The story that unfolded is a complicated one; one which I find difficult to make sense of regardless of how many hours I spend leafing through my scribbly, dotted interview notes. But one thing is clear: 19 months later, the Implementation Committee charged with enacting the report’s recommendations has made surprisingly little headway.
Technically, as Nguyen and Glover made clear, a myriad of the task force’s recommendations had been heeded – but they were low-hanging fruits with little juice to bear. Largely dried out by soft calls for further inquiry, these recommendations not only enable, but practically beg for, inaction.
Key among these was the directive to assemble a team that would “explore” accessibility at CAMHS.
“That's a work in process,” Nguyen said of the team’s work. “So, we don't have any solutions from that yet, but we have folks who are working very hard to address that.”
In other words: the team has been formed, but its impact has been nil.
Also within the list of recommendations was counsel that a team be built to launch a one-year mental health awareness campaign. Back in March 2021, University Provost Alan M. Garber ’76 told The Crimson that the Provost’s Office was “working out” how to implement this recommendation. Nearly a year later, working groups are still, well, working.
“A current working group that we have is to look at resources and training for our faculty to address things about dealing with students with distress,” Glover said.
The most dispiriting fact here is that this slowness of action sucks power from the urgency embedded within the task force’s unsettling collection of findings – a “crisis” unfolded, to use the report’s own language, through its candid mosaic of hard numbers and soft-spoken words. This fiery crisis is still alive, but as it blazes through Harvard’s gates, not all hands are on deck to diffuse it.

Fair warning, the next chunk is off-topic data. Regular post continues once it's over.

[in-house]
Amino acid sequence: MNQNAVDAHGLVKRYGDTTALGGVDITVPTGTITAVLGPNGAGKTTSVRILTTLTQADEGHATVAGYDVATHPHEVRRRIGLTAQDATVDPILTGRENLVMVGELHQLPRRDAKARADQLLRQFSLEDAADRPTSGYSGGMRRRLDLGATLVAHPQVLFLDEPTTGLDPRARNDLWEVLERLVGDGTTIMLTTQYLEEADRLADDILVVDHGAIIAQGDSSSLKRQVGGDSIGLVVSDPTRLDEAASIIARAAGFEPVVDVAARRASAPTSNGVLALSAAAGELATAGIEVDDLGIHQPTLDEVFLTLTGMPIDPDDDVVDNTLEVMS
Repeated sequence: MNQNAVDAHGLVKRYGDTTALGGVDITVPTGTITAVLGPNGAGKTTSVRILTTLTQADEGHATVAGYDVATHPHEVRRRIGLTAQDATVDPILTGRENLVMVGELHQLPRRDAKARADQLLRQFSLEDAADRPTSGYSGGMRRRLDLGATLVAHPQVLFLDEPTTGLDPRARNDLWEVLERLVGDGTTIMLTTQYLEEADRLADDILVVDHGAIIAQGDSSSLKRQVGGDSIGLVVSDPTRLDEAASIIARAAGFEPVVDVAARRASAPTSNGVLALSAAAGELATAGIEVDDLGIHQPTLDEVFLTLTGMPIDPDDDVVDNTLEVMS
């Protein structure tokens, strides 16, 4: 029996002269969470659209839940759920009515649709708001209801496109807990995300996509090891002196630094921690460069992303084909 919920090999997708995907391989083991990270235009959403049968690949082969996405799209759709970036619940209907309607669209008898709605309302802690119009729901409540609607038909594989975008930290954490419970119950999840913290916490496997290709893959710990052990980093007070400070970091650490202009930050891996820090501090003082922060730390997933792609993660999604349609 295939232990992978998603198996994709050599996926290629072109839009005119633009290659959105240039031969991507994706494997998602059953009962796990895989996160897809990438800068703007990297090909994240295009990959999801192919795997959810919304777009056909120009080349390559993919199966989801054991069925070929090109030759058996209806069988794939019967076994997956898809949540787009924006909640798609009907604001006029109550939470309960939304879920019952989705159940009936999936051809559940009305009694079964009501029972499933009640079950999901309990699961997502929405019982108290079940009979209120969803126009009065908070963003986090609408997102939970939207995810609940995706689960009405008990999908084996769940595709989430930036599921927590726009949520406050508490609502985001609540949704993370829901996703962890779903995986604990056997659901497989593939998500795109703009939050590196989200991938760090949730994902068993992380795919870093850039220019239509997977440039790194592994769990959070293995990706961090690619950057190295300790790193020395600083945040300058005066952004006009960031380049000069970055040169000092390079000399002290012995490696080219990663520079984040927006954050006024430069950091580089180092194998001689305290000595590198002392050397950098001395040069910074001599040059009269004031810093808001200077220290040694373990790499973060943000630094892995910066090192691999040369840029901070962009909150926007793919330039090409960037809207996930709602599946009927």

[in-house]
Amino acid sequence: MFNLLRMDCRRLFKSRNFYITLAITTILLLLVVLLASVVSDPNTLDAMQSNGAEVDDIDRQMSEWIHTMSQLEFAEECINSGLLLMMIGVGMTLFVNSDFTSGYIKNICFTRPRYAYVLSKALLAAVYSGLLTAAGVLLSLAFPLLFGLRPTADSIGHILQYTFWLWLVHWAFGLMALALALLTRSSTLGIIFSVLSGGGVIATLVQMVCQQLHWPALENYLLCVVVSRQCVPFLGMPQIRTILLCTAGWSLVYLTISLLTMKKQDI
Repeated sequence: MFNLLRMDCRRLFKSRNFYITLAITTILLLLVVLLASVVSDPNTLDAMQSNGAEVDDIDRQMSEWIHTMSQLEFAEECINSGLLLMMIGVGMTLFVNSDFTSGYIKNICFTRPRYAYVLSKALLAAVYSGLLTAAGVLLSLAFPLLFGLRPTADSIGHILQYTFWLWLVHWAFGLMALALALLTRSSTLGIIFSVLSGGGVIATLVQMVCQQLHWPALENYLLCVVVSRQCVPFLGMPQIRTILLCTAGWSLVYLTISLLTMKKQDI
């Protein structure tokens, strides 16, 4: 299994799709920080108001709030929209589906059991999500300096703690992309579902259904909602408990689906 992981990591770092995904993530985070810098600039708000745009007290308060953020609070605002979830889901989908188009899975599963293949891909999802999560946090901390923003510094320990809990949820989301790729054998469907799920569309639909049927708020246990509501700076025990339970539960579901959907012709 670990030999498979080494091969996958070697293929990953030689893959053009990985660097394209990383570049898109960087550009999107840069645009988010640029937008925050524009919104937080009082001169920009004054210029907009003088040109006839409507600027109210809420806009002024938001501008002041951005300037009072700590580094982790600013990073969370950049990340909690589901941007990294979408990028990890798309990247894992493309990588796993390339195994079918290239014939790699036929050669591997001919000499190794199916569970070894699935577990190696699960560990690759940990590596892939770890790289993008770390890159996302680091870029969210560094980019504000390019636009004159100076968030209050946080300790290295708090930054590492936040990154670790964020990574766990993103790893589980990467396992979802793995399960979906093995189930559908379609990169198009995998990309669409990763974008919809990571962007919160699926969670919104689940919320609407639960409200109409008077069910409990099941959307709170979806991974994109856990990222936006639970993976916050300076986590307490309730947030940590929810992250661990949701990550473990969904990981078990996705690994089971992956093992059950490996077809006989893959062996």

“The implementation of the task force recommendations is just starting at this point because there were a lot of other things that we had to really focus our energy on in terms of responding to the pandemic,” Nguyen told me. “But also, some things just take time.”
Perhaps some things do take time. But when they’re made a priority, they nonetheless manage to get done.
Maybe this really is a story of competing priorities – as Nguyen hinted, it was particularly ill-fated that this report came out only four months after a raging pandemic ravaged the world. Or perhaps this is just another case of the Harvard administration’s notorious tendency to overpromise and underdeliver. Maybe it’s a bitter mix of both.
The week after next, this column will evaluate Harvard’s visions for new mental health enactments. And when the Implementation Committee actually starts implementing, I’ll report on their continued progress, too.
The clock is ticking, though – not least because I’m set to graduate in less than 19 months.
Gemma J. Schneider ’23, a Crimson Associate Editorial editor, is a Government concentrator in Pforzheimer House. Her column, “Wilted Wellbeing,” runs on alternating Tuesdays.